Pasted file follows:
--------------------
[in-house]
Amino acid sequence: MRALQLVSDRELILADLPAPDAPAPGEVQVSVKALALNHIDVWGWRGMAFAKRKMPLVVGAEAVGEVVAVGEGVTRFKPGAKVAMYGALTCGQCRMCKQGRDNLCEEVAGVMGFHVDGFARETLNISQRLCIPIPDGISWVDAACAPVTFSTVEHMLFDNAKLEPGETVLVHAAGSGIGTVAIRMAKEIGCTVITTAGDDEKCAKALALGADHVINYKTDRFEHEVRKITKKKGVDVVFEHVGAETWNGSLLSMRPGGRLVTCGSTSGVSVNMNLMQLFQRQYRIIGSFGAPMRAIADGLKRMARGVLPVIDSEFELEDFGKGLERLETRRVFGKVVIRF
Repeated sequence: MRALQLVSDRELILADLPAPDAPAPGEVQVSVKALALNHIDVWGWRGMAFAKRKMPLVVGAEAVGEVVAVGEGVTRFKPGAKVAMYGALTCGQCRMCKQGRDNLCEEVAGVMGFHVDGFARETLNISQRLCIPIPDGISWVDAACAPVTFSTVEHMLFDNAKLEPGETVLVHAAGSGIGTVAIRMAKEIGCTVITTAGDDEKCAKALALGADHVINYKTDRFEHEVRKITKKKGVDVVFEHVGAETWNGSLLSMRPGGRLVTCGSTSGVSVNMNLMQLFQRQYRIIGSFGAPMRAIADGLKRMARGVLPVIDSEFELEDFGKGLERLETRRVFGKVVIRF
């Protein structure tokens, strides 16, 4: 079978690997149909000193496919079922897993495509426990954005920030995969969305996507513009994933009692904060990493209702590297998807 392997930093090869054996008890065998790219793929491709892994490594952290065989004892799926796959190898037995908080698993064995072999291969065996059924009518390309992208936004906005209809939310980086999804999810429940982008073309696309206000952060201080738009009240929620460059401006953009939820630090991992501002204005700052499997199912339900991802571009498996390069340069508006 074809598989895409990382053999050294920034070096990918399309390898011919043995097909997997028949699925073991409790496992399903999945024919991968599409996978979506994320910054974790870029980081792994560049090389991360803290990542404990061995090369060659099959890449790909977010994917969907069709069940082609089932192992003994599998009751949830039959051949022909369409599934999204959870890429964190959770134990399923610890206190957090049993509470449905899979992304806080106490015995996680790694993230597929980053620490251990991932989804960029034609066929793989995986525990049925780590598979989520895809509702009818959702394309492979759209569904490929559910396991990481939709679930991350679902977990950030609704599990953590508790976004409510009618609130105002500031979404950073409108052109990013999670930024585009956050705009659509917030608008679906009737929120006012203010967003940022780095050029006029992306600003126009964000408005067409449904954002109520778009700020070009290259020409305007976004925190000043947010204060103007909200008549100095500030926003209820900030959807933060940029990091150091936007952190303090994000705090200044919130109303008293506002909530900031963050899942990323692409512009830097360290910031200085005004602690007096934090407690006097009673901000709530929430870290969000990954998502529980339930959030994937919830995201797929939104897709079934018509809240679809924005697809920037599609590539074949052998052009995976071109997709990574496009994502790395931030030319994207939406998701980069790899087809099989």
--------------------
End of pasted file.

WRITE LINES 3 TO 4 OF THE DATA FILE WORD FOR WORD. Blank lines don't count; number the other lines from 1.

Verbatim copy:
Repeated sequence: MRALQLVSDRELILADLPAPDAPAPGEVQVSVKALALNHIDVWGWRGMAFAKRKMPLVVGAEAVGEVVAVGEGVTRFKPGAKVAMYGALTCGQCRMCKQGRDNLCEEVAGVMGFHVDGFARETLNISQRLCIPIPDGISWVDAACAPVTFSTVEHMLFDNAKLEPGETVLVHAAGSGIGTVAIRMAKEIGCTVITTAGDDEKCAKALALGADHVINYKTDRFEHEVRKITKKKGVDVVFEHVGAETWNGSLLSMRPGGRLVTCGSTSGVSVNMNLMQLFQRQYRIIGSFGAPMRAIADGLKRMARGVLPVIDSEFELEDFGKGLERLETRRVFGKVVIRF
């Protein structure tokens, strides 16, 4: 079978690997149909000193496919079922897993495509426990954005920030995969969305996507513009994933009692904060990493209702590297998807 392997930093090869054996008890065998790219793929491709892994490594952290065989004892799926796959190898037995908080698993064995072999291969065996059924009518390309992208936004906005209809939310980086999804999810429940982008073309696309206000952060201080738009009240929620460059401006953009939820630090991992501002204005700052499997199912339900991802571009498996390069340069508006 074809598989895409990382053999050294920034070096990918399309390898011919043995097909997997028949699925073991409790496992399903999945024919991968599409996978979506994320910054974790870029980081792994560049090389991360803290990542404990061995090369060659099959890449790909977010994917969907069709069940082609089932192992003994599998009751949830039959051949022909369409599934999204959870890429964190959770134990399923610890206190957090049993509470449905899979992304806080106490015995996680790694993230597929980053620490251990991932989804960029034609066929793989995986525990049925780590598979989520895809509702009818959702394309492979759209569904490929559910396991990481939709679930991350679902977990950030609704599990953590508790976004409510009618609130105002500031979404950073409108052109990013999670930024585009956050705009659509917030608008679906009737929120006012203010967003940022780095050029006029992306600003126009964000408005067409449904954002109520778009700020070009290259020409305007976004925190000043947010204060103007909200008549100095500030926003209820900030959807933060940029990091150091936007952190303090994000705090200044919130109303008293506002909530900031963050899942990323692409512009830097360290910031200085005004602690007096934090407690006097009673901000709530929430870290969000990954998502529980339930959030994937919830995201797929939104897709079934018509809240679809924005697809920037599609590539074949052998052009995976071109997709990574496009994502790395931030030319994207939406998701980069790899087809099989």